Dragonflies are another, more obvious species around at the moment. Some species such as the ruddy darter could be around into November if the weather stays mild and frost free.

Thanks to Giles Morris for his ruddy darter shots taken yesterday:


Thanks also to Mike Pearce for his shots of a close relation the common darter:

Look out also for migrant hawker (one of our latest dragonflies to appear), southern hawker & black tailed skimmer. Thanks once again to Mike Pearce for his shot of migrant hawker taken this week:

A few damselflies can still be seen too including blue tailed damselfly, common blue, red eyed and small red eyed. Thanks to Mike Pearce for his shot of a blue tailed damselfly having a spot of lunch and to Giles Morris for his shot of small red eyed damselfly. These can often be seen  on floating vegetation on the water. Check for the red eyes but also for the tail end. The small red eyed damsel has the extra half blue segment at the end that the red eyed does not:

Blue tailed damselfly 

A few of these critters have been seen this week too - the rusty tussock moth caterpillar - also known as vapourer moth. One of the caterpillars food plants is willow - so no surprises as to why we have quite a few of them. The black and yellow markings act as a warning sign and the hairy bodies deter birds from eating them. Thanks to Mike Pearce for his shot:


Well, I've got this far without mentioning a bittern yet but it is one of our specialities. Plenty of sightings this week from all over the reserve really but plenty of visitors coming back happy with a sighting. Thanks to John Crispin for his shot of a bittern coming in to land:

Another Ham Wall special, the marsh harrier has also been a frequent spot this week - particularly the youngsters as they explore their new world. The female form the successful nest has also been spotted - she's recognisable by having less of the pale feathering on her coverts and wings than usual. 

Bearded the are also a bird have on their must see list. Harder to please people with this one although I have been hearing and seeing them whilst out reed cutting in front of the first viewing platform this week. We've made good progress in here this week and hope to be close to finishing the work in the next fortnight or so ready to bring water levels back up again. This should create a nice splashy area for egrets, ducks and waders to enjoy. Bearded tits have also been seen and heard from the Avalon Hide once again this week.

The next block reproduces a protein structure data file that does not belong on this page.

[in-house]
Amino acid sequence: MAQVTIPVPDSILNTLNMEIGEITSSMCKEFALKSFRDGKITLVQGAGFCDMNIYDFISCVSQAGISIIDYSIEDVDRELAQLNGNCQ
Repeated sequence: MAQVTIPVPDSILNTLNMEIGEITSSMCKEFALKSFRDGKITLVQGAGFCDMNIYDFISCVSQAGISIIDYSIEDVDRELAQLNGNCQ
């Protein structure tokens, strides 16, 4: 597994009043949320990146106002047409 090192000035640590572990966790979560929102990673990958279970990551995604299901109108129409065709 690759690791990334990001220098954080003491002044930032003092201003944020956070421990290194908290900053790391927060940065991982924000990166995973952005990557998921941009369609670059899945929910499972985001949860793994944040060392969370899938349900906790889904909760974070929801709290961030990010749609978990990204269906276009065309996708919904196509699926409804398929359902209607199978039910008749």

The Avalon hide was also host to an otter sighting this week. An individual was seen swimming across at around 10.30am by one of our volunteers. A second sighting of an otter came on Monday from the old rail bridge on the main track. 

Also this week: Sparrowhawks seen from the car park and VP2 (female), 4 raven seen flying over VP1 calling and tumbling in the air as only these birds can, kingfishers from the Tor View Hide and VP1, a barn owl out hunting at 10am on Tuesday from VP1, a wheatear reported on the main path over on Shapwick Heath, a female redstart seen enjoying the wildlife garden behind the Welcome Building at the car park and a weasel in the same area early in the week and this grey herons flying together from the Avalon Hide - thanks to Graham Wagner for his photo:

Just before I finish if you're new to birding or would just love to learn a bit more how about booking onto our bird watching for beginners event. There are a few dates available so why not give it a try: 

Beginners Guide to Bird Watching at Ham Wall

Saturday 14 September

Saturday 28 September

Saturday 19 October

10 am – 1 pm

Have you ever wondered which bird is which and want to learn more? Can you tell your bittern from your blackbird, or your marsh harrier from a mallard? If not then this is the event for you. Come along and learn how to identify some of the brilliant birds that call Ham Wall their home.

Booking essential

RSPB members £4.80 : Non RSPB members £6

RSPB child members £2.40 ; Non RSPB child £3

All bookings are online via Eventbrite

Please note booking charges apply

 That's it for this week and indeed for next week too as I'm on annual leave again (hoping for better weather this time). The blog will return in two week's time. Thanks for reading and have a great weekend!